Enthusiasm about team members defines this credit union

Verve as a word is defined as a noun that means “vigor and spirit or enthusiasm.” Now imagine how that word could be applied to the world of personal finance, investing and money management.

That word and its meaning are what separates Verve as a credit union from others in its industry. The financial institution based in Oshkosh, Wisc. seeks to not only highlight the best in its customers and their trust in the organization, but they want their employees to feel the same way.

“If there’s one thing we like to do here it is have fun,” said Kristin Steede, vice president of Learning and Development.

Fun? At a credit union? That’s the whole point, says Sarah Fecht, VP of Talent Management for Verve. After all, this is a group that describes one of its financial products as being “pumpkin spiced.” They like to do things a bit differently.

That is true when it comes to benefits and compensation, as well. How Verve hires, onboards and treats its team members is done with purpose and, well, verve. Being intentional about language, communication, and important lifestyle offerings such as pet insurance or wellness options all are part of that all-important attitude.

Having a well rounded approach to benefits and compensation, well, pays off, according to research. A 2018 study by the Society for Human Resource Management found more than one-third of organizations, or 34%, increased benefits offerings from 2017 to 2018. SHRM accounted for that bump to a reaction to the improving economic climate, the competitive job market and overall market trends across industries.

Smart communication
For example, Fecht brings that joy and purpose into the recruiting process. One of the goals is to make people feel comfortable so the crew can truly evaluate them in a real sense. But they also do what Fecht describes as a “cultural interview” to make sure there’s a fit there as well.

“We want to welcome people into the organization,” Fecht said. “Our goal when we get the opportunity to talk to someone on the phone or meet them face-to-face is to find out who they are day-to-day. That means making it a comfortable experience so we can learn what you truly could bring. We see it as an opportunity for both of us to interview.”

That interview process also includes assessments to determine each person’s strengths, Fecht said. Finding a person’s talents helps the recruiters, onboard team and leaders – the Verve term for managers – put the right people in the right jobs.

“We want to figure out where your best and highest use is – it may be the job you interviewed for or it might be another opportunity,” Fecht said.

That is where Verve truly shines, Steede said. One of her proudest moments in being a part of the Verve team came recently when a stay-at-home mom came in to interview for a job. She had tried out at another company that had a more traditional hiring process. She said she really felt like Verve asked her questions about her work at home – managing multiple schedules, keeping a household together – and she felt valued by the whole process.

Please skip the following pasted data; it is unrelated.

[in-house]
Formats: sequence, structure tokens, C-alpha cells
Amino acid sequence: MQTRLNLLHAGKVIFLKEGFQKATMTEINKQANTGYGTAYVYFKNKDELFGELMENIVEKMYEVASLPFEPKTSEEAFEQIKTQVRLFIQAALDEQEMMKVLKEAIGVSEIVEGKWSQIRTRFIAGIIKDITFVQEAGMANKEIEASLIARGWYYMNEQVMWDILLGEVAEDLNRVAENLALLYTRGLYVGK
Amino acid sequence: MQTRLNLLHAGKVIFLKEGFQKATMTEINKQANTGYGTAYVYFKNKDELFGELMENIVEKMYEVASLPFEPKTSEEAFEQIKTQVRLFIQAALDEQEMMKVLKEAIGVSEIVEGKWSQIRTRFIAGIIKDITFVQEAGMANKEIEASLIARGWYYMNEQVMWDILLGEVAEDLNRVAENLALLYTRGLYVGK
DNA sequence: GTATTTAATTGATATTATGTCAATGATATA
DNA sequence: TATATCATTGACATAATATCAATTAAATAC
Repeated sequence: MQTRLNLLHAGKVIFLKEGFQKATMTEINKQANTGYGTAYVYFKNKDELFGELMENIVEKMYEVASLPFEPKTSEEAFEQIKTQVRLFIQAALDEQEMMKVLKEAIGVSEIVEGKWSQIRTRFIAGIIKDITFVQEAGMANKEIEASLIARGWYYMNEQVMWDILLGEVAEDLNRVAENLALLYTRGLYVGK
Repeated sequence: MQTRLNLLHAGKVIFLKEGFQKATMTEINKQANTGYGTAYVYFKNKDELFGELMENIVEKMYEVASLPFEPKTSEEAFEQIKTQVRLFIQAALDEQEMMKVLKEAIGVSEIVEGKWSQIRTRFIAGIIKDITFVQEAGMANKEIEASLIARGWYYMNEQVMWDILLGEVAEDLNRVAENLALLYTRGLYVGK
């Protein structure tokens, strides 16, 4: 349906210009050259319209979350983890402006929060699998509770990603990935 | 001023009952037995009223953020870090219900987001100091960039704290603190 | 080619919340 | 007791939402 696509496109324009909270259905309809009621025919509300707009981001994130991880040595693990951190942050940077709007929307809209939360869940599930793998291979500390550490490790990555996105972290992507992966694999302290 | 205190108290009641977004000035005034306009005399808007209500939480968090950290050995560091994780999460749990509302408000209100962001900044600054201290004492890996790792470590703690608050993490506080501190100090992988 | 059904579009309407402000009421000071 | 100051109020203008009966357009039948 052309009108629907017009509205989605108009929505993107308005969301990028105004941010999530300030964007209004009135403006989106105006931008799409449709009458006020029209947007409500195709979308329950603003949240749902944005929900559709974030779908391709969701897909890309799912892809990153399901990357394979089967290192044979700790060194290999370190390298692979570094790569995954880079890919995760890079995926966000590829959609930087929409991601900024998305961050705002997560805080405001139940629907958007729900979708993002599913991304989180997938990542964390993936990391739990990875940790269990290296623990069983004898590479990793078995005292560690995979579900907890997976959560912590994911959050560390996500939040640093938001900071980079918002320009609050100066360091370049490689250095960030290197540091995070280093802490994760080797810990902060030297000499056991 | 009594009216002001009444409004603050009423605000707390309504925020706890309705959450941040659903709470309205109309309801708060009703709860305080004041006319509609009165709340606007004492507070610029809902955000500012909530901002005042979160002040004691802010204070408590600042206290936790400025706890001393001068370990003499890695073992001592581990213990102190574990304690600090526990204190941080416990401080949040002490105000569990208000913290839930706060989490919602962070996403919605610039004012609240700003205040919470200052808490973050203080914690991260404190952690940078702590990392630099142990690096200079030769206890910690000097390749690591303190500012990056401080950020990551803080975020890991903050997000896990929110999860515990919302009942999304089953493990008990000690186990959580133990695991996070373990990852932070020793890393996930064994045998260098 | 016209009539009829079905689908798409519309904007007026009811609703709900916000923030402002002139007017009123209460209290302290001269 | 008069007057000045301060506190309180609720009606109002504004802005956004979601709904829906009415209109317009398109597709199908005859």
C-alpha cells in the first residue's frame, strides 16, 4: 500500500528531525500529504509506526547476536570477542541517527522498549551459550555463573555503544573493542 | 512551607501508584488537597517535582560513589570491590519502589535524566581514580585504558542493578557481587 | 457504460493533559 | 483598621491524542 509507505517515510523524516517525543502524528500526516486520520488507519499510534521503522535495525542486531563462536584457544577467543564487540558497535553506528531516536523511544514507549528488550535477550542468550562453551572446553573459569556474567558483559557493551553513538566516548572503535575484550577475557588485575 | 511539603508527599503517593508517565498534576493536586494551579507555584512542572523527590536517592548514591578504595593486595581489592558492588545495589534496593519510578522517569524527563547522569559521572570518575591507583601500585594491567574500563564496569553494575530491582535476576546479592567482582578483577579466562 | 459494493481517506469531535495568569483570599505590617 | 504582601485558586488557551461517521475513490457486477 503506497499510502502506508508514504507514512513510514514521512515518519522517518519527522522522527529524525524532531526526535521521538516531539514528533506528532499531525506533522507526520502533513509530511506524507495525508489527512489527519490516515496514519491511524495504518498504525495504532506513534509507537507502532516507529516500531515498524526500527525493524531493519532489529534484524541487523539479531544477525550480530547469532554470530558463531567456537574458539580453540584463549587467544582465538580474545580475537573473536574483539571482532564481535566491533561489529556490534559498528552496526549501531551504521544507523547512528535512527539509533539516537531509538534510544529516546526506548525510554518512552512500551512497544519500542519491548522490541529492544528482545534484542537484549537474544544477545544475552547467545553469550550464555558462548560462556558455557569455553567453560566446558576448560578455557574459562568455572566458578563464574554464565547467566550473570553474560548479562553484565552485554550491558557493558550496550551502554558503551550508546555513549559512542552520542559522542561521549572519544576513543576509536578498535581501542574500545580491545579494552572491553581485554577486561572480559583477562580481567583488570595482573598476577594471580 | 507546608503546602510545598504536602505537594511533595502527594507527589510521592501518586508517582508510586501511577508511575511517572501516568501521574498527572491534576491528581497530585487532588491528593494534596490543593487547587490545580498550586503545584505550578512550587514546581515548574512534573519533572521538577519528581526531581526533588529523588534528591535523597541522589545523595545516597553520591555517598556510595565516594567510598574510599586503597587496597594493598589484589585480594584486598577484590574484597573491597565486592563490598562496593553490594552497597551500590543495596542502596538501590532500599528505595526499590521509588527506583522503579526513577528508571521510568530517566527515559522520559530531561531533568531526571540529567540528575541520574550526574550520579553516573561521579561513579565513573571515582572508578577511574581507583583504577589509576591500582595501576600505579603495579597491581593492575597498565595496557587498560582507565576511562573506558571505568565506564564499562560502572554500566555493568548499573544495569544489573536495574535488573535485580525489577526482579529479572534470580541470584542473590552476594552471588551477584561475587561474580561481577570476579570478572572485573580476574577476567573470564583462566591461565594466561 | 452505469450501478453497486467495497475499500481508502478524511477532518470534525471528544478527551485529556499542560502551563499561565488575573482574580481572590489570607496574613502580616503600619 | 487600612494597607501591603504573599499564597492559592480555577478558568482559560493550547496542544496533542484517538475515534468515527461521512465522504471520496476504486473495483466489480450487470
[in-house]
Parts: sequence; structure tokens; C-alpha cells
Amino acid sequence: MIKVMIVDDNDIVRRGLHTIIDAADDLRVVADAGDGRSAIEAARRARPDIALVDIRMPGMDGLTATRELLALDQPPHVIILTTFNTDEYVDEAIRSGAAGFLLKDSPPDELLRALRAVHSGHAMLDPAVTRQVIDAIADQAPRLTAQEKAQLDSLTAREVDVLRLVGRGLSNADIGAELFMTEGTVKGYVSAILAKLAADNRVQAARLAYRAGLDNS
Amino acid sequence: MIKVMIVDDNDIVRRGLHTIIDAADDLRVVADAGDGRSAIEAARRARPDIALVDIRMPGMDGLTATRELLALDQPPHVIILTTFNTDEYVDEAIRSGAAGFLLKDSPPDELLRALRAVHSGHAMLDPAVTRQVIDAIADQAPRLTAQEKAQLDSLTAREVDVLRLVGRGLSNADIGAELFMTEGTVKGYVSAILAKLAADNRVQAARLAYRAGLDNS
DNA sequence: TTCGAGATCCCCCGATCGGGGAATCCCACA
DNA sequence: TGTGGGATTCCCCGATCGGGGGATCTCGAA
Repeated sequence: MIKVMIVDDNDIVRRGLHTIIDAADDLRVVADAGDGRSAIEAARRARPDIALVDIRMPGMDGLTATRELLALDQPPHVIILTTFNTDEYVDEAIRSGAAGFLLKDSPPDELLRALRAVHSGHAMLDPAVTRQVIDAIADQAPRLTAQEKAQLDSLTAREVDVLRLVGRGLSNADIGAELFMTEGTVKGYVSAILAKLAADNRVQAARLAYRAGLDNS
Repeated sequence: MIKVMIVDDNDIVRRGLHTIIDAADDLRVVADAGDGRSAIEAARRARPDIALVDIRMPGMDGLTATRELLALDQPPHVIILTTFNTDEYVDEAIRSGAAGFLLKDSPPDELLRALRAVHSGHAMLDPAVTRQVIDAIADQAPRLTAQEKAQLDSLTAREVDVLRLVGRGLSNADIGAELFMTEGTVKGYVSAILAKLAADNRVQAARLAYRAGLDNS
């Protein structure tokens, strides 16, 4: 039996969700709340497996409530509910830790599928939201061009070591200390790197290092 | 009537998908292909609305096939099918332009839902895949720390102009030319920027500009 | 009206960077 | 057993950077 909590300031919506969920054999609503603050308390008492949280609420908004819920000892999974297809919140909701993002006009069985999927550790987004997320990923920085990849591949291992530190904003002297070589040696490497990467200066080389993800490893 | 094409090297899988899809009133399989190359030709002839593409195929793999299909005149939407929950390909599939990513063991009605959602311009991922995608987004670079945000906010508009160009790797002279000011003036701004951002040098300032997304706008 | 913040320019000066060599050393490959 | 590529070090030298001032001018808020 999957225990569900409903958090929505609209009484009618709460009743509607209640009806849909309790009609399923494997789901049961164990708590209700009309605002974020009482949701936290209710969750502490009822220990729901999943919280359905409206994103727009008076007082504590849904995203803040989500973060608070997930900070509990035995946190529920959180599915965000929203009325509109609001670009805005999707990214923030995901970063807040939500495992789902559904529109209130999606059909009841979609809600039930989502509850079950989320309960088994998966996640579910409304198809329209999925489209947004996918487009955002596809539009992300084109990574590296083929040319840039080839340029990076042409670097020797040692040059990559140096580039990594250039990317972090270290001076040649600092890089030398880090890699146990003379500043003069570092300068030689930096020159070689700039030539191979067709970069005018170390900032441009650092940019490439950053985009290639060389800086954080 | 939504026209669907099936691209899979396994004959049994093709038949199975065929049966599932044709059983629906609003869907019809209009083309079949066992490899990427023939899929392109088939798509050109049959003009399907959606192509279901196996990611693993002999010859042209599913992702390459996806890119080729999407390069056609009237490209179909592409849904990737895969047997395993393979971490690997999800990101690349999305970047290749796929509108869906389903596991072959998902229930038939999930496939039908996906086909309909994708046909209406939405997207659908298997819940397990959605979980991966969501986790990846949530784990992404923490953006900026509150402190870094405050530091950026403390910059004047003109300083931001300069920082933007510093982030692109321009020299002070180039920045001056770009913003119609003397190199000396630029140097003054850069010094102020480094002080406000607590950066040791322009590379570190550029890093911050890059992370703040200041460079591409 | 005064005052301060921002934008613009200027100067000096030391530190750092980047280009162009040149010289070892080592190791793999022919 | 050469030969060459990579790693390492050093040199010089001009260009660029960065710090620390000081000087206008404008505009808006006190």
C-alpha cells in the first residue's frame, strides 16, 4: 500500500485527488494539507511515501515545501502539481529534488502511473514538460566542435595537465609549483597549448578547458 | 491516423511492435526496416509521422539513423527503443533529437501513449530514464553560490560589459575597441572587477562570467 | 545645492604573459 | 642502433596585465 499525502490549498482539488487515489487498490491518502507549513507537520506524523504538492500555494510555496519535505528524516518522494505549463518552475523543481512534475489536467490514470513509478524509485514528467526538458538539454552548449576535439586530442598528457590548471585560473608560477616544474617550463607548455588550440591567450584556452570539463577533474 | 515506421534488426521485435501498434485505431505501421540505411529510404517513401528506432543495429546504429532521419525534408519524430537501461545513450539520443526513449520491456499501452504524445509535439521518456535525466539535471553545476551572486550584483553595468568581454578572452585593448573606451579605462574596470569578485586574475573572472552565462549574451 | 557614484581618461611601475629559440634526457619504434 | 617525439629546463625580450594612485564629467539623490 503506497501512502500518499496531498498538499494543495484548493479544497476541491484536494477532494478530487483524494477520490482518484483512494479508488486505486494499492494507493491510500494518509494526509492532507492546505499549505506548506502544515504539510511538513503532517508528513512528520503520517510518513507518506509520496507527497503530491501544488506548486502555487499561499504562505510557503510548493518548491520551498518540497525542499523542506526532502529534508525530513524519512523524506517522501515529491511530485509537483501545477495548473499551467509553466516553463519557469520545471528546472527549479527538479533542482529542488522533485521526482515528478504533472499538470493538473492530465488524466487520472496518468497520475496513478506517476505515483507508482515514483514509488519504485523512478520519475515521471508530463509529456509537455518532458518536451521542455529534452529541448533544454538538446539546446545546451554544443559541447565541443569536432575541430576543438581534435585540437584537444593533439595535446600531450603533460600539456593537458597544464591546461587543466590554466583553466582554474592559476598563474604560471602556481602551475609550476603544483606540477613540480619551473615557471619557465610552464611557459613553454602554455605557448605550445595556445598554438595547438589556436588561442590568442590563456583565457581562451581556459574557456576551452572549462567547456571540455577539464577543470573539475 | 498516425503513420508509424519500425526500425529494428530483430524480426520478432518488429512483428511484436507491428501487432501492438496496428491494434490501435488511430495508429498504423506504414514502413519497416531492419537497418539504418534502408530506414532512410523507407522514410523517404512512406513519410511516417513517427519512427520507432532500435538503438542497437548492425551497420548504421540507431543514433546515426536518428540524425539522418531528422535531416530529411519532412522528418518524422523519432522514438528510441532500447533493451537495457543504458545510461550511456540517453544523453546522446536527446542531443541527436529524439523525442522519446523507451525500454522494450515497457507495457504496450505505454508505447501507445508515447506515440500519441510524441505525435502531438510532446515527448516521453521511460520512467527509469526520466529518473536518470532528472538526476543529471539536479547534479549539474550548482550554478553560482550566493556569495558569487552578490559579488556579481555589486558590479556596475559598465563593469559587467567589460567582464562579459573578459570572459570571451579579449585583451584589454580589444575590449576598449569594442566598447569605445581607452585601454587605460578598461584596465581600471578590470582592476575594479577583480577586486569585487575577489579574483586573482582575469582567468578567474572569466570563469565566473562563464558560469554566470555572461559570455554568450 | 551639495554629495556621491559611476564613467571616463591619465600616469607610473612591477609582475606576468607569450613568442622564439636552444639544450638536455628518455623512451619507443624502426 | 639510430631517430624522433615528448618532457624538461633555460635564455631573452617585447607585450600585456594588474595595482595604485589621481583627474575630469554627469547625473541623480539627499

Part of what Verve does as well is use positive language within the organization so all team members feel valued. Take that employee or worker versus team member or leader versus manager. These are ways that Verve tries to show leadership is expected across individual levels as well as overall throughout the company. Communicating with intent keeps everyone grounded, on the same page and able to have tough conversations in a sensitive way, Fecht said.

During the onboarding process as well as during the first six months, Verve continues to work with employees on their leadership and other skills, Steede said. These guided workshops happen over that half-year so team members can go into a deeper evaluation of their skills and strengths. That way, they can tell others what they like, what they’re good at and what they enjoy doing within a few seconds of speaking to one another.

“We try to pace it like that (over six months) because we know how much they’re learning in that time frame” as a new hire, Steede said.

Wellness programs
One final example of how Verve looks to offer value-added benefits is through its wellness programs. Fecht described it as so inclusive that you almost cannot turn anywhere within the credit union and its overall branches without seeing wellness information and programs.

This benefit became more tangible and measurable about four years ago when Verve brought in a full-time wellness director. The headquarters and another location also have 24/7 gyms where people can go, work out and focus on their health.

“We want to make the choice (to be healthy and think about wellness) an easy choice by providing opportunities,” Fecht said.

This past year, Verve also brought in mental-health programs and awareness to the organization. One well received program was to bring up pets, pet therapy and animals as a way to enjoy life and get some furry mental health help. People also were educated about pet insurance benefits as well during that time.

If that’s not enough, they also run together – marathons and fun runs. Now that’s a fun and enthusiastic team.

“Our goal is to create true bonds throughout our organization,” Steede said.